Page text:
After all pieces were cleaned, then we arranged the skeletons into a shape of a human body the best that we could, after that then we burned some clothing articles made out of paper, then placed the skeletons and skull into a white bag made out of cloth. The place that we used for cleaning was on the floor; we placed a white sheet on the floor, and sat the skeletons and skull on it. We were not allowed to sit on the white sheet, at first I didn’t know and was ready to sit down until someone from our group told me that I couldn’t. I didn’t ask why, but my thought on it was that the spirit might feel as if we were sitting on top of him/her, therefore they gave us chairs to sit. The two corpses that I helped clean the first day were both male, we burned their article of clothings and placed their bones in individual bag. After that then we marched the bags (mainly the people in our group) to the crematory site, we had to shout aloud ‘Hoo, Heal, Hoo, Heal…’ until we get to a place that were prepared for us to put the bag down. My interpretation of the marching event was to tell the spirit that ‘you are clean now, and we are dropping you off to your final destination.’
They divided the bags into male section and female section, and after they had enough for that day, they then performed a chanting ceremony and sprinkled the bags with ‘Nom Moun’ (water of wisdom) from the monk. After the ceremony, we then carried the bags to a storage area, waiting for a cremation service at a later time.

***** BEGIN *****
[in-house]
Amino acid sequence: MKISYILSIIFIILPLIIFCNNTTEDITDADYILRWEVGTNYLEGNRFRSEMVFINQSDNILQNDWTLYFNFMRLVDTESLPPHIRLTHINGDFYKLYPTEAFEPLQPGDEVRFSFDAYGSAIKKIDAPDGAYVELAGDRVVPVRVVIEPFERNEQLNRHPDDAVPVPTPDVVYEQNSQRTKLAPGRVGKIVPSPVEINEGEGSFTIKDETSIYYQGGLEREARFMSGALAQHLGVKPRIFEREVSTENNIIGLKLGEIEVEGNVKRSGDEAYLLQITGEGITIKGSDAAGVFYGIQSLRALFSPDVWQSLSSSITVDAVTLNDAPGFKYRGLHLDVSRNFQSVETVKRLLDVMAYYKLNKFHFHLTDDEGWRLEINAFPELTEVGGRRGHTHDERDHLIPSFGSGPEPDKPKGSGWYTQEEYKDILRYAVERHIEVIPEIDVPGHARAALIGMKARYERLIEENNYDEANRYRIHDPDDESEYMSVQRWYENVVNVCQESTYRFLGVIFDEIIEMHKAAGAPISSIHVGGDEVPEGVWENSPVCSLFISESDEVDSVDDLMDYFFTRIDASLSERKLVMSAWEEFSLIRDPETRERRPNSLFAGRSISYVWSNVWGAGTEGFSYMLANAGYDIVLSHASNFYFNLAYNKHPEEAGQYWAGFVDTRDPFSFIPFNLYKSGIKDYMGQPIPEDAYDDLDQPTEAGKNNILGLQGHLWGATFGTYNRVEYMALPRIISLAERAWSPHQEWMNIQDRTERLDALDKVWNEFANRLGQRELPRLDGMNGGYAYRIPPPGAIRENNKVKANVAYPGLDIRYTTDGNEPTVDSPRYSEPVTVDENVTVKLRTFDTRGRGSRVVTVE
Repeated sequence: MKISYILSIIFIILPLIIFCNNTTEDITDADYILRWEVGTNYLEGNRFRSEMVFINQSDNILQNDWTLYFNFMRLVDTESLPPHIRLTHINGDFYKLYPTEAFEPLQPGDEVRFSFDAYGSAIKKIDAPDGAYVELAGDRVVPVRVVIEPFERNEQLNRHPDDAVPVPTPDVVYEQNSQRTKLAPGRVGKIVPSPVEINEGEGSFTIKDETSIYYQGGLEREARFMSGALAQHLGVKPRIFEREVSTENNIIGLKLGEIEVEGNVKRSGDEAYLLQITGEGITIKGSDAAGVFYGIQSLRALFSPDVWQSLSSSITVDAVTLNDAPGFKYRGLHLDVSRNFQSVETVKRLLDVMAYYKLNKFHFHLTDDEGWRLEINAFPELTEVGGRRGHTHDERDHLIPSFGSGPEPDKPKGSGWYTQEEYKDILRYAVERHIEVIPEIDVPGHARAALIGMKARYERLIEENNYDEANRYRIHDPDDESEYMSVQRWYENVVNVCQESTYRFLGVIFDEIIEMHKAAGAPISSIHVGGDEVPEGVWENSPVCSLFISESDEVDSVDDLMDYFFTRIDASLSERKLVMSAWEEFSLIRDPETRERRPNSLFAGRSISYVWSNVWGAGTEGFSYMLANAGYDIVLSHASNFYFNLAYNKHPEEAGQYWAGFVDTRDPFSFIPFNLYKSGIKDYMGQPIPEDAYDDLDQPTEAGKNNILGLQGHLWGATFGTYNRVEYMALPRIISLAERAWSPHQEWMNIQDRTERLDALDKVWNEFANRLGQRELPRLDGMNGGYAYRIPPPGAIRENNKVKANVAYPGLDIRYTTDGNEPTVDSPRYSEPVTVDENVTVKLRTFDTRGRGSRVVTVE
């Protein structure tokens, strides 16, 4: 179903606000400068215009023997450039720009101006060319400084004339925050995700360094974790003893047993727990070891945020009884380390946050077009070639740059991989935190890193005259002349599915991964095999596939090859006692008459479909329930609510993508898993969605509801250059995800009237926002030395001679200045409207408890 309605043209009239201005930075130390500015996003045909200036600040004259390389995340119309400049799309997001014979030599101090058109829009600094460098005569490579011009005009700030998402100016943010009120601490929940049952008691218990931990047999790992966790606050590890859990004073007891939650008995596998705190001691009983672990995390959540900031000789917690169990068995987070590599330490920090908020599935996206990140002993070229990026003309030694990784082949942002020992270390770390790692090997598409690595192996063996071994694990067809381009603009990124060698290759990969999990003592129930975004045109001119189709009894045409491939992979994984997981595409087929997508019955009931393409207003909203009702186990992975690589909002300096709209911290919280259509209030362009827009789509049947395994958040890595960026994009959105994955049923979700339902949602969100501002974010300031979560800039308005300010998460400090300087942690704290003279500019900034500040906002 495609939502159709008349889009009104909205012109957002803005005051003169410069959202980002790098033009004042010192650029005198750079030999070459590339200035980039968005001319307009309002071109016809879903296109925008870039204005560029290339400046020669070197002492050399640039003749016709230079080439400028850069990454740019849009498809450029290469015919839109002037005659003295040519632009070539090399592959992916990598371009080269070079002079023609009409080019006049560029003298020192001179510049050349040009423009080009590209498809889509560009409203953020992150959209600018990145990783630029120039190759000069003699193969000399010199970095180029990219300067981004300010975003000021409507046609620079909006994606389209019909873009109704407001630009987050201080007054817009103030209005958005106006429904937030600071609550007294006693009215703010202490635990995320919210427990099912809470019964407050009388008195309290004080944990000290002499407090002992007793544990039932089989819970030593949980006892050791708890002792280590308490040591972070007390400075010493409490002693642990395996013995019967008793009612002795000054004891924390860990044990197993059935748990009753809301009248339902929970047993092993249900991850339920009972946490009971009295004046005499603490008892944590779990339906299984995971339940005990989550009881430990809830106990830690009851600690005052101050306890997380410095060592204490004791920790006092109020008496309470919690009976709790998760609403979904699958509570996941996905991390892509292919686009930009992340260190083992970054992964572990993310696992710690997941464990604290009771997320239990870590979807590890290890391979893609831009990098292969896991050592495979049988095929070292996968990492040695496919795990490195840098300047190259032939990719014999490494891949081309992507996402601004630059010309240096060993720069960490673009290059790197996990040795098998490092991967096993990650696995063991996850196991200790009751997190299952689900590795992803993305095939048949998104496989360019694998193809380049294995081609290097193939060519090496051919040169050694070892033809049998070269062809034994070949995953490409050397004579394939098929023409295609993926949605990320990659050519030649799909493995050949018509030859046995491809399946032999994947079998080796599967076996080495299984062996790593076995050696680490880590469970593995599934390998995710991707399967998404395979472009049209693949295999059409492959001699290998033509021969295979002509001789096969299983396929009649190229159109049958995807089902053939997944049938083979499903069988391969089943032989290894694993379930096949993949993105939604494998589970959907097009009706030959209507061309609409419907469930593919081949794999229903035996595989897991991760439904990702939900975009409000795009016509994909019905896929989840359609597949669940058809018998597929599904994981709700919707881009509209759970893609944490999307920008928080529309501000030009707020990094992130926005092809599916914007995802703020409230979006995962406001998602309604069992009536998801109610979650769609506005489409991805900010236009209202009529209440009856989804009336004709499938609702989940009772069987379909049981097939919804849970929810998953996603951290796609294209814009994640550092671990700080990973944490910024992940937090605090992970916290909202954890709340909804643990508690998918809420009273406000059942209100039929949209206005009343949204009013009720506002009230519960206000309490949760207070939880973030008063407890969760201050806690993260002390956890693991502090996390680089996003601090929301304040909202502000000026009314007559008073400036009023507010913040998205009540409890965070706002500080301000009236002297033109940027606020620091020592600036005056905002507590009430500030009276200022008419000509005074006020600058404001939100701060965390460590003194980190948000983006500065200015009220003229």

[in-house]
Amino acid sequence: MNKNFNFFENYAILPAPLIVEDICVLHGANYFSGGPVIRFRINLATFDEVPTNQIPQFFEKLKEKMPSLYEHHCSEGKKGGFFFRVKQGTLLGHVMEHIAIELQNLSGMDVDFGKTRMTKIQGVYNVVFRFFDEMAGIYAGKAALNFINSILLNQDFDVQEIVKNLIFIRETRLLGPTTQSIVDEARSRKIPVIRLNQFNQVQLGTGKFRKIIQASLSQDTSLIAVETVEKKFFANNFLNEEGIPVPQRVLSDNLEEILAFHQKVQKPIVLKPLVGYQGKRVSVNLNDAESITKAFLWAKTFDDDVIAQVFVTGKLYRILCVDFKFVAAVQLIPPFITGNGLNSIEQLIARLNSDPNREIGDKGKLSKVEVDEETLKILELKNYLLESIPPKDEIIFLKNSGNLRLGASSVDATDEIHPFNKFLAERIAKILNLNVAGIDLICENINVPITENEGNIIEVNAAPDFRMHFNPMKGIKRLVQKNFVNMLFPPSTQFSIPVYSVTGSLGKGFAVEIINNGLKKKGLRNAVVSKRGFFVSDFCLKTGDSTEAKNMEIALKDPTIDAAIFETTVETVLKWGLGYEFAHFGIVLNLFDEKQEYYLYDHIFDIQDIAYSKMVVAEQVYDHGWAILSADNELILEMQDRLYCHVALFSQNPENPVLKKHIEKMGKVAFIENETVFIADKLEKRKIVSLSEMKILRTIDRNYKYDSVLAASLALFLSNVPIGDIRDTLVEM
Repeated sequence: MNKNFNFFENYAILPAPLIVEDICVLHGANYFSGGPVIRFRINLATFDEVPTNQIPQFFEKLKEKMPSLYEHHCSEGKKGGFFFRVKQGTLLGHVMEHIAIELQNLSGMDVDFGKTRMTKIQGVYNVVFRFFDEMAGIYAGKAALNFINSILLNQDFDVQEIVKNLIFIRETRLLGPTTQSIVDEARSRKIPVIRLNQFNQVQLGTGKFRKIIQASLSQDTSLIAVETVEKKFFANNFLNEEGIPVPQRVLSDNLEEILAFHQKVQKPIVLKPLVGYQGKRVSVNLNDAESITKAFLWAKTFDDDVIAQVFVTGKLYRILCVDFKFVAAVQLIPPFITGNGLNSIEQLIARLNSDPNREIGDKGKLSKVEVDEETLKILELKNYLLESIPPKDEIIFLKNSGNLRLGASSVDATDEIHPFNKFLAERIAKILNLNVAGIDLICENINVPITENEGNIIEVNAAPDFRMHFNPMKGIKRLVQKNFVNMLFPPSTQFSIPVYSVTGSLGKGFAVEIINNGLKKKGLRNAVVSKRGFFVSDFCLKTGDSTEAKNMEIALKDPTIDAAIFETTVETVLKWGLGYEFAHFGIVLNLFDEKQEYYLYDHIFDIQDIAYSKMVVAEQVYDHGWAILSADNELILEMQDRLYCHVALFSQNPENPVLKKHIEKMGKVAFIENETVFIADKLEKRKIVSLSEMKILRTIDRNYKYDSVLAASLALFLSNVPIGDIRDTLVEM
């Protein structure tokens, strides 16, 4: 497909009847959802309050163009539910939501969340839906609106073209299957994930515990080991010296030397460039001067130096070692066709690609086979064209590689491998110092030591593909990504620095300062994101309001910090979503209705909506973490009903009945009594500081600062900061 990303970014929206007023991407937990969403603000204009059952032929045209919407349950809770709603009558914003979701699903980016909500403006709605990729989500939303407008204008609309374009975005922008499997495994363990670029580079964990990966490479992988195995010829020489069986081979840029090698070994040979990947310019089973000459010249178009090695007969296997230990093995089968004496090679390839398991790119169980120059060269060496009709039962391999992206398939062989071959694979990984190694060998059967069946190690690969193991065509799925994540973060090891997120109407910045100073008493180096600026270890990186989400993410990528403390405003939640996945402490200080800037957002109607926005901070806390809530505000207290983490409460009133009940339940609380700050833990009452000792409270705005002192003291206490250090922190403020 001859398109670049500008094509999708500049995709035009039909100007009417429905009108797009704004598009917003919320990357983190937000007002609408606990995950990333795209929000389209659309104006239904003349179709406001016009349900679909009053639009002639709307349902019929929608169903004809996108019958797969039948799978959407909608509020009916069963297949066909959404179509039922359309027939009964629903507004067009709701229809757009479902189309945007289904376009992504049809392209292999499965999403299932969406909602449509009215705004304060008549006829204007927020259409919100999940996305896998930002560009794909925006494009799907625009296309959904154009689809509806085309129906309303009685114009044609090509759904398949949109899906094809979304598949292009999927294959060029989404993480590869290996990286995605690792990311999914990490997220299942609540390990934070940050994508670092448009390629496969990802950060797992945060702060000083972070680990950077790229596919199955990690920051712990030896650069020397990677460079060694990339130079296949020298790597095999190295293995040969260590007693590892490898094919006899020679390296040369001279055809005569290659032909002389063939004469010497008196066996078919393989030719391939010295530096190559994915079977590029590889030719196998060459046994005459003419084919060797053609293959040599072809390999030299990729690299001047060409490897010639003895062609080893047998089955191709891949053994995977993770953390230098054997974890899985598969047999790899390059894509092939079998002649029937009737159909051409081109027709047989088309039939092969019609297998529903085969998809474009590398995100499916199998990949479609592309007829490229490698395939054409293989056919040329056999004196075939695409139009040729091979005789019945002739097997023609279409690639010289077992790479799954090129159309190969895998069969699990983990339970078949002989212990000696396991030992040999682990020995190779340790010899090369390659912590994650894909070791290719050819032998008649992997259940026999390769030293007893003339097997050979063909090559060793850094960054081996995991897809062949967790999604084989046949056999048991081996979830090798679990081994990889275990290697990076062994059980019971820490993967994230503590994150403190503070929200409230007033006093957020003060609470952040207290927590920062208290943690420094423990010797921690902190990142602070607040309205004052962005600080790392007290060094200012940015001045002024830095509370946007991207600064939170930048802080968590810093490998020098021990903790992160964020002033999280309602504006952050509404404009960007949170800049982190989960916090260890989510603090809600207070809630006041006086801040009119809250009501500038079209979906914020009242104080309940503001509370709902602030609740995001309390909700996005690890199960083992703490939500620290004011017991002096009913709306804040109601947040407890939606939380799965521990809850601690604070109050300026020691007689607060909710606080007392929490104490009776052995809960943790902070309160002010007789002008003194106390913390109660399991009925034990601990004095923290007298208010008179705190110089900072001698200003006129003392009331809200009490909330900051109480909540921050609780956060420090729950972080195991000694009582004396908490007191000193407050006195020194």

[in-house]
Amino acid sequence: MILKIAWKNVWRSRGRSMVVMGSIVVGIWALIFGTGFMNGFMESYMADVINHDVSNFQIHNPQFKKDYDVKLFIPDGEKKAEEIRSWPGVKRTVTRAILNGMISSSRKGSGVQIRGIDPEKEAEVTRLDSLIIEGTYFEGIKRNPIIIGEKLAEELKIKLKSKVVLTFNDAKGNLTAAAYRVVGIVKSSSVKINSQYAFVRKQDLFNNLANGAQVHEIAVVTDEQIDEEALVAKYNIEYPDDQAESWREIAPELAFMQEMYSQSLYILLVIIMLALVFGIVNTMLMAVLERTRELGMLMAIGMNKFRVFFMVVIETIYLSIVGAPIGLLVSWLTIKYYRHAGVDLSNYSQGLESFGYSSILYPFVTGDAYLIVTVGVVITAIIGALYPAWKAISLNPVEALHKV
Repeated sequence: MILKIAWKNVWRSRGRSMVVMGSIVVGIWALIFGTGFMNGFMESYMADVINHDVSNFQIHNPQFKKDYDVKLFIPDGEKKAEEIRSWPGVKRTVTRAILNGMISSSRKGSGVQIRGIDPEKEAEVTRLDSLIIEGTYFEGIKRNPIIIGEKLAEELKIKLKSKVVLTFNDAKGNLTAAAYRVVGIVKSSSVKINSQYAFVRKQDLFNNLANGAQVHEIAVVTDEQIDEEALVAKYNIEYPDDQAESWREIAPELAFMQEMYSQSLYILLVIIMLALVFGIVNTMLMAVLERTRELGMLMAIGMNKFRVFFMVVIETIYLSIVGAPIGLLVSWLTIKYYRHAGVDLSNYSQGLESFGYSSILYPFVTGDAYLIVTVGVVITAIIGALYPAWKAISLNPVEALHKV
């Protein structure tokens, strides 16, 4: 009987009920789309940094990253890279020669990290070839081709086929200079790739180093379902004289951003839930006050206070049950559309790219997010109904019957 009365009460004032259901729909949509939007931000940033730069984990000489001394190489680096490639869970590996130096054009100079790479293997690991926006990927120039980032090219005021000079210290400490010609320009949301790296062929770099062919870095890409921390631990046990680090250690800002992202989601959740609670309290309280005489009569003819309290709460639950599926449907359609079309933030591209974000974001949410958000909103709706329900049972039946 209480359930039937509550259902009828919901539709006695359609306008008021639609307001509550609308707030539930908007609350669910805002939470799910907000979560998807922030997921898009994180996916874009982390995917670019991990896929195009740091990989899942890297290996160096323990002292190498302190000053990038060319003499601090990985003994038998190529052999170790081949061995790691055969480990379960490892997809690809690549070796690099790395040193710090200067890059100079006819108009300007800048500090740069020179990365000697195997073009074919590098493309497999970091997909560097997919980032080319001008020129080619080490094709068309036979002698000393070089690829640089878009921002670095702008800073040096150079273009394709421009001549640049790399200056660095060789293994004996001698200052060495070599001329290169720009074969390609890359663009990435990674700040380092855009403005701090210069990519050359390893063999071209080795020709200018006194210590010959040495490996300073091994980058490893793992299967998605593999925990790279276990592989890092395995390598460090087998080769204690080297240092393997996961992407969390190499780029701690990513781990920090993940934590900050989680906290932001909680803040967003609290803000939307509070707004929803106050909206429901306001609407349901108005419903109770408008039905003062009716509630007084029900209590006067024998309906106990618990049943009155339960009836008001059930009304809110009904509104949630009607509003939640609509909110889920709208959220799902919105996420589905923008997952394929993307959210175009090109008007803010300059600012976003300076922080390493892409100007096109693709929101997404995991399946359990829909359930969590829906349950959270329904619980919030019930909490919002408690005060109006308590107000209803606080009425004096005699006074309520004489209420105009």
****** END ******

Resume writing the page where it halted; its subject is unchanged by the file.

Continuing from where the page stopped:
The second day, we went to School Niphanvithaya, not too far from yesterday site. There were plots scattered along the school fence area, and they marked each plot with a red flag. We dug up the caskets; mostly the male in our group did the digging. The plot that I helped was a bit difficult because it was covered with tree roots, and by the time we got to the casket, it was so old and rotten, underneath it had water, we had to try to fish up the bones, piece by piece. After gathered all the pieces, then we washed and cleaned, this part was very similar to what I saw on TV.
The volunteers range varies in gender and age, there were children there also, and most came with their parents or grandparents. Some belong to certain foundations that volunteer to do this type of work on a regular basis. Some, like myself saw the poster, but I was told that certain poster would read ‘come help dig gold and money’, and if you see a tooth while digging, then you were supposed to call it ‘diamond’, you have to say everything in a positive way. If something smells bad while you were cleaning, or digging, then you can’t say ‘stink’, you have to say ‘the aroma of perfume’, then the smell might go away or lessen by a bit.
Let me just go ahead and tell you the most embarrassing moment, when I was engaging in a conversation with those that do this all the time, they told me stories of ghost, or corpses that they had encountered. I then said ‘the corpses that I helped clean were not very dirty, if they are ghost; they probably are not too scary. I’ve heard that the scariest ghost was at Wat Don Cemetery, I’m glad that we didn’t have to clean at that cemetery.’ They all looked at me and said, ‘Did you not know?’ I said ‘Know what?’ they said ‘Even though they called this place Sou Sond Thae Jewh, but most people know it as Wat Don Cemetery.’
‘Brrrrrrr!!!!!!!, How am I going to be able to sleep now?’
‘Sa Thu, to the ghost of Wat Don Cemetery, I’m just a translator, please don’t come and haunt me in any shape or form, Sa thu.’ Nye